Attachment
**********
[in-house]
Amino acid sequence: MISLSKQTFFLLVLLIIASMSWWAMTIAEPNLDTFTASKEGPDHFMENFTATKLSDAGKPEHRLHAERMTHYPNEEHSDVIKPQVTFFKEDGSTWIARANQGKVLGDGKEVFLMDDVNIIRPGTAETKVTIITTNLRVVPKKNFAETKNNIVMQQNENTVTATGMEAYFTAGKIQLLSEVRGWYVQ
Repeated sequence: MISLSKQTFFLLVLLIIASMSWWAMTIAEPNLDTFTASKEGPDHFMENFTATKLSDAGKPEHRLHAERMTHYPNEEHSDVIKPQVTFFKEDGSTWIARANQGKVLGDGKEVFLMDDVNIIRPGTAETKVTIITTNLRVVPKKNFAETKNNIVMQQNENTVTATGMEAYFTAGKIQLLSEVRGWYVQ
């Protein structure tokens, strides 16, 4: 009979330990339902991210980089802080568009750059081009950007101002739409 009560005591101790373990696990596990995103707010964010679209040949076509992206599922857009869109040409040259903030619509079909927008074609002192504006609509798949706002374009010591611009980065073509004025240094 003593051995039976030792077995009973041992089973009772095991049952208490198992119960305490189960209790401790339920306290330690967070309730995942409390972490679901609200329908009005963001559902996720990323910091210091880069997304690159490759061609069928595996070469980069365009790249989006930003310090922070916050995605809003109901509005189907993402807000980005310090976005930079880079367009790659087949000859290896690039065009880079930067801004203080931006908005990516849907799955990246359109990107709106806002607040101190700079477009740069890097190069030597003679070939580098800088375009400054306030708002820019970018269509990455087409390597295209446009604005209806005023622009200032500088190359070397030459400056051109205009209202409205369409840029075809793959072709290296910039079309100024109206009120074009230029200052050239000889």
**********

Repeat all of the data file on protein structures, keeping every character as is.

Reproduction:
[in-house]
Amino acid sequence: MISLSKQTFFLLVLLIIASMSWWAMTIAEPNLDTFTASKEGPDHFMENFTATKLSDAGKPEHRLHAERMTHYPNEEHSDVIKPQVTFFKEDGSTWIARANQGKVLGDGKEVFLMDDVNIIRPGTAETKVTIITTNLRVVPKKNFAETKNNIVMQQNENTVTATGMEAYFTAGKIQLLSEVRGWYVQ
Repeated sequence: MISLSKQTFFLLVLLIIASMSWWAMTIAEPNLDTFTASKEGPDHFMENFTATKLSDAGKPEHRLHAERMTHYPNEEHSDVIKPQVTFFKEDGSTWIARANQGKVLGDGKEVFLMDDVNIIRPGTAETKVTIITTNLRVVPKKNFAETKNNIVMQQNENTVTATGMEAYFTAGKIQLLSEVRGWYVQ
């Protein structure tokens, strides 16, 4: 009979330990339902991210980089802080568009750059081009950007101002739409 009560005591101790373990696990596990995103707010964010679209040949076509992206599922857009869109040409040259903030619509079909927008074609002192504006609509798949706002374009010591611009980065073509004025240094 003593051995039976030792077995009973041992089973009772095991049952208490198992119960305490189960209790401790339920306290330690967070309730995942409390972490679901609200329908009005963001559902996720990323910091210091880069997304690159490759061609069928595996070469980069365009790249989006930003310090922070916050995605809003109901509005189907993402807000980005310090976005930079880079367009790659087949000859290896690039065009880079930067801004203080931006908005990516849907799955990246359109990107709106806002607040101190700079477009740069890097190069030597003679070939580098800088375009400054306030708002820019970018269509990455087409390597295209446009604005209806005023622009200032500088190359070397030459400056051109205009209202409205369409840029075809793959072709290296910039079309100024109206009120074009230029200052050239000889």